Following the announcement of Halo: Reach being added to Halo: The Master Chief Collection and the announcement of the game coming to Windows, 343 Industries was sent pizzas from fans as a token of appreciation. Brian Jarrard, community director at 343 Industries, eventually pleaded fans to stop sending pizzas, as the number of pizzas being delivered was becoming overwhelming.
- ^Additional work by Saber Interactive, Certain Affinity, United Front Games, and Blur Studio. Halo: Combat Evolved, Halo 2, Halo 3, Halo 3: ODST, and Halo: Reach were originally developed by Bungie. Ruffian Games and Splash Damage assisted with the development of the Windows release.
- ^Was released in some time zones on November 16, 2020, a few hours before the official date.
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The Xbox Series X and Series S consoles are less than a month away from release, and ahead of launch, Microsoft is announcing that Halo: The Master Chief Collection will be fully optimized for its next-gen hardware.
Halo: The Master Chief Collection on the Series X / S will run at 120 frames per second in both campaign and multiplayer modes, Microsoft confirmed. Split-screen will also receive some improvements, and the game will get 4K support for the Series X.
The upgrade will be available starting on November 17th, one week after the Xbox Series X / S release. Those who currently own the game will receive a free copy. The game is also available on Microsoft’s gaming subscription service, Xbox Game Pass.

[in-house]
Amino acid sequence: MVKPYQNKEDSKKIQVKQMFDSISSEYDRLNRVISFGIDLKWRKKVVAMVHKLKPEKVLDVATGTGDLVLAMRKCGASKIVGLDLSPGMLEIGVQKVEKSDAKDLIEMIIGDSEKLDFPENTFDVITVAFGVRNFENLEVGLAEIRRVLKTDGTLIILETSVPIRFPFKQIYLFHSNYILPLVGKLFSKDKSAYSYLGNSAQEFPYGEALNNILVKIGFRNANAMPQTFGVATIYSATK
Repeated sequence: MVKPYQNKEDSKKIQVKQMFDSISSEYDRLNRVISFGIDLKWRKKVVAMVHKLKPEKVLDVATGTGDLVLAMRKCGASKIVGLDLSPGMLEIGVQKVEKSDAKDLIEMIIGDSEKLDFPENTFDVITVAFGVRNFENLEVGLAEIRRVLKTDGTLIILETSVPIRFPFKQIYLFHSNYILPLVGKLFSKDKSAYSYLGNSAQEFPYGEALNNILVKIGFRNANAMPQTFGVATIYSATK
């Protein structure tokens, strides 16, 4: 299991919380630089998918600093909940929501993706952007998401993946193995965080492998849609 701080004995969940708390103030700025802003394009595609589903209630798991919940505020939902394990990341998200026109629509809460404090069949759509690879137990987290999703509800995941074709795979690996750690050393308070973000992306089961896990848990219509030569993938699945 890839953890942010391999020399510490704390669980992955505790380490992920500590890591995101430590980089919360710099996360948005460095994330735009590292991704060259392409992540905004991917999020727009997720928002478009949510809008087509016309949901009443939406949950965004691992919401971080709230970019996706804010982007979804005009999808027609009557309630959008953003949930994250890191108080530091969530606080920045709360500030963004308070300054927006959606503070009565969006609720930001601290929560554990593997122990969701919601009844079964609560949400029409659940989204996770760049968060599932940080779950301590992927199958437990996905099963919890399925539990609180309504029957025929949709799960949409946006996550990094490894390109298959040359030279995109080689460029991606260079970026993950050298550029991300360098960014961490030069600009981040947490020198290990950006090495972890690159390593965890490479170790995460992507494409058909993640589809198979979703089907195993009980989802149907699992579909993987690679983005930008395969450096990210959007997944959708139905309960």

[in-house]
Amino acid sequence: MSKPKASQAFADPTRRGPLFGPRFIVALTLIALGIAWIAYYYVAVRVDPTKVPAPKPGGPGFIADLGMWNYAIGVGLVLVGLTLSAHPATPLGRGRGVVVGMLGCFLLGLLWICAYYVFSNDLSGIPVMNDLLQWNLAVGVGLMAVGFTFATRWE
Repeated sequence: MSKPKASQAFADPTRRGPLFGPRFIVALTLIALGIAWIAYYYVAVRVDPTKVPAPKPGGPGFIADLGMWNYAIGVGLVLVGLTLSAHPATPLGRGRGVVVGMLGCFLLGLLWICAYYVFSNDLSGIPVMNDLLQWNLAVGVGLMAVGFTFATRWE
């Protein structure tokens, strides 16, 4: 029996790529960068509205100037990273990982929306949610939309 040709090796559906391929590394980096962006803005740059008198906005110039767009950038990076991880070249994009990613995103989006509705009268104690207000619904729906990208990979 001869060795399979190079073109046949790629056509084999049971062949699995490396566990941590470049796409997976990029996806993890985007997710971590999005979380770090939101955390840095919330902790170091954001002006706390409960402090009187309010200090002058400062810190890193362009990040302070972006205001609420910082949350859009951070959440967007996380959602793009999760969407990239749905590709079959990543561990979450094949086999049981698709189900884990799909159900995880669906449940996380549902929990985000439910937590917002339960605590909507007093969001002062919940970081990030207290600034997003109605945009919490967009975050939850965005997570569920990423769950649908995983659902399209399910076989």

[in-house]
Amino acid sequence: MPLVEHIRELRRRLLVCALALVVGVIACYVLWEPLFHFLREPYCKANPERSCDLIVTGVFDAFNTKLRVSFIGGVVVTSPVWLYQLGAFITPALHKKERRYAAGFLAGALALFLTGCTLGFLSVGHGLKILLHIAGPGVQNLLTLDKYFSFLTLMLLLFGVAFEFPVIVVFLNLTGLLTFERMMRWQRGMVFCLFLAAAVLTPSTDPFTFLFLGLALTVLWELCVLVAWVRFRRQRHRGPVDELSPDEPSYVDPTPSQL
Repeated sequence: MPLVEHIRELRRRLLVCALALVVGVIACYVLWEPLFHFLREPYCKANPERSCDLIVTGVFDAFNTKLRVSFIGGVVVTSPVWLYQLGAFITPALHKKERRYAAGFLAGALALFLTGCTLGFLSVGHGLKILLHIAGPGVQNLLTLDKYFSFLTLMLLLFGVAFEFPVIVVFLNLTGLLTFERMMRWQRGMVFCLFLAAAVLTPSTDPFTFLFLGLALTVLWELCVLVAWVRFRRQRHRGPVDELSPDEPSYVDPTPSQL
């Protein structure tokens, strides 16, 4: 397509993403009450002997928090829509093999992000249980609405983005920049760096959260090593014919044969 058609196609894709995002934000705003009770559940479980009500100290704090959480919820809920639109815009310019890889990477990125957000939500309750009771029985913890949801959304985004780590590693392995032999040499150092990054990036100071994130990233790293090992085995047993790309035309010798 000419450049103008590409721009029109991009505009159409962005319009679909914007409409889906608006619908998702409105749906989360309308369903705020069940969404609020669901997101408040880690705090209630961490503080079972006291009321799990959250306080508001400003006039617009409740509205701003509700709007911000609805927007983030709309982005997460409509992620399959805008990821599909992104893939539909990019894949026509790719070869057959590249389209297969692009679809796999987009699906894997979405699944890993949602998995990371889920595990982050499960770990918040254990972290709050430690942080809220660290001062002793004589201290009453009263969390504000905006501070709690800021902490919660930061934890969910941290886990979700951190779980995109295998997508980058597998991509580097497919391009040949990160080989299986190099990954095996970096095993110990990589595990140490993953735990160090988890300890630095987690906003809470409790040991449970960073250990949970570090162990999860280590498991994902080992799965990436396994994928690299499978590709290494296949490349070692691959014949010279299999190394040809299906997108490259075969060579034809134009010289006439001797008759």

Halo: The Master Chief Collection is a anthology that includes Halo: Combat Evolved Anniversary, Halo 2: Anniversary, Halo 3, Halo 3: ODST, Halo Reach, and Halo 4. The compilation was originally released on the Xbox One but was ported to PC in late 2019, though it has been slow to add every game in the collection.
With Halo: Infinite delayed until next year, the announcement of The Master Chief Collection coming to the Xbox Series X / S within the first month of the console’s launch is a nice benefit for early adopters. It’s also great for Halo fans who likely played the game on the Xbox One (or PC) but are interested in playing a more optimized version of the compilation that takes full advantage of the next-gen hardware.
$28 at Microsoft
Chief edition xbox 360 master
For the first time ever, The Master Chief's entire story is on one console. Featuring a re-mastered Halo 2: Anniversary, along with Halo: Combat Evolved Anniversary, Halo 3, Halo 4, Halo: Nightfall, a new digital series, and access to the Halo 5: Guardians Beta, this is the definitive Halo experience.*
* Some game features, including hidden terminal videos, require broadband internet; ISP fees apply. Online multiplayer features require Xbox Live Gold membership (sold separately). Halo 5: Guardians sold separately; release date not yet announced. Halo: Nightfall: 5 episode live action series is streaming only, with episodes releasing on a weekly basis. Xbox One or Windows 8.1 and broadband internet required; ISP fees apply. Halo 5: Guardians Beta: Halo: The Master Chief Collection required. Limited Time Beta Starts: December 29, 2014; Ends: January 18, 2015. Must be 17+. Xbox One, broadband internet (ISP fees apply) and Xbox Live Gold membership (sold separately) required. Halo: Nightfall and Halo 5: Guardians Beta dates, content, and features subject to change. See www.xbox.com/halo